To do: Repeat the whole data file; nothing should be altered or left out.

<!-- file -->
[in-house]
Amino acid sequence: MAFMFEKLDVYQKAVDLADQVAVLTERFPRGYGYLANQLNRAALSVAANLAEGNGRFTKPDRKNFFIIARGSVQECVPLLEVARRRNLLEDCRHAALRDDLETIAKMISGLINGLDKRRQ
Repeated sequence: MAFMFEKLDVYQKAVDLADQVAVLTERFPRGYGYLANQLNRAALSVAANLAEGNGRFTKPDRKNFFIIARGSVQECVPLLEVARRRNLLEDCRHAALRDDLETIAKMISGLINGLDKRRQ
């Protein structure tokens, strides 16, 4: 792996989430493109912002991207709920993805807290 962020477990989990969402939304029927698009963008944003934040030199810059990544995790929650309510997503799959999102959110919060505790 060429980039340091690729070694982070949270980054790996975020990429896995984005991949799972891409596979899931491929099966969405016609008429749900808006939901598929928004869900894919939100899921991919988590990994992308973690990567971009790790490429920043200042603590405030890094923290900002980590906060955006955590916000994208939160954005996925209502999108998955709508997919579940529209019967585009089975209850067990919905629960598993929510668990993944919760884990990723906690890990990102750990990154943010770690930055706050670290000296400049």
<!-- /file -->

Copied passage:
[in-house]
Amino acid sequence: MAFMFEKLDVYQKAVDLADQVAVLTERFPRGYGYLANQLNRAALSVAANLAEGNGRFTKPDRKNFFIIARGSVQECVPLLEVARRRNLLEDCRHAALRDDLETIAKMISGLINGLDKRRQ
Repeated sequence: MAFMFEKLDVYQKAVDLADQVAVLTERFPRGYGYLANQLNRAALSVAANLAEGNGRFTKPDRKNFFIIARGSVQECVPLLEVARRRNLLEDCRHAALRDDLETIAKMISGLINGLDKRRQ
């Protein structure tokens, strides 16, 4: 792996989430493109912002991207709920993805807290 962020477990989990969402939304029927698009963008944003934040030199810059990544995790929650309510997503799959999102959110919060505790 060429980039340091690729070694982070949270980054790996975020990429896995984005991949799972891409596979899931491929099966969405016609008429749900808006939901598929928004869900894919939100899921991919988590990994992308973690990567971009790790490429920043200042603590405030890094923290900002980590906060955006955590916000994208939160954005996925209502999108998955709508997919579940529209019967585009089975209850067990919905629960598993929510668990993944919760884990990723906690890990990102750990990154943010770690930055706050670290000296400049």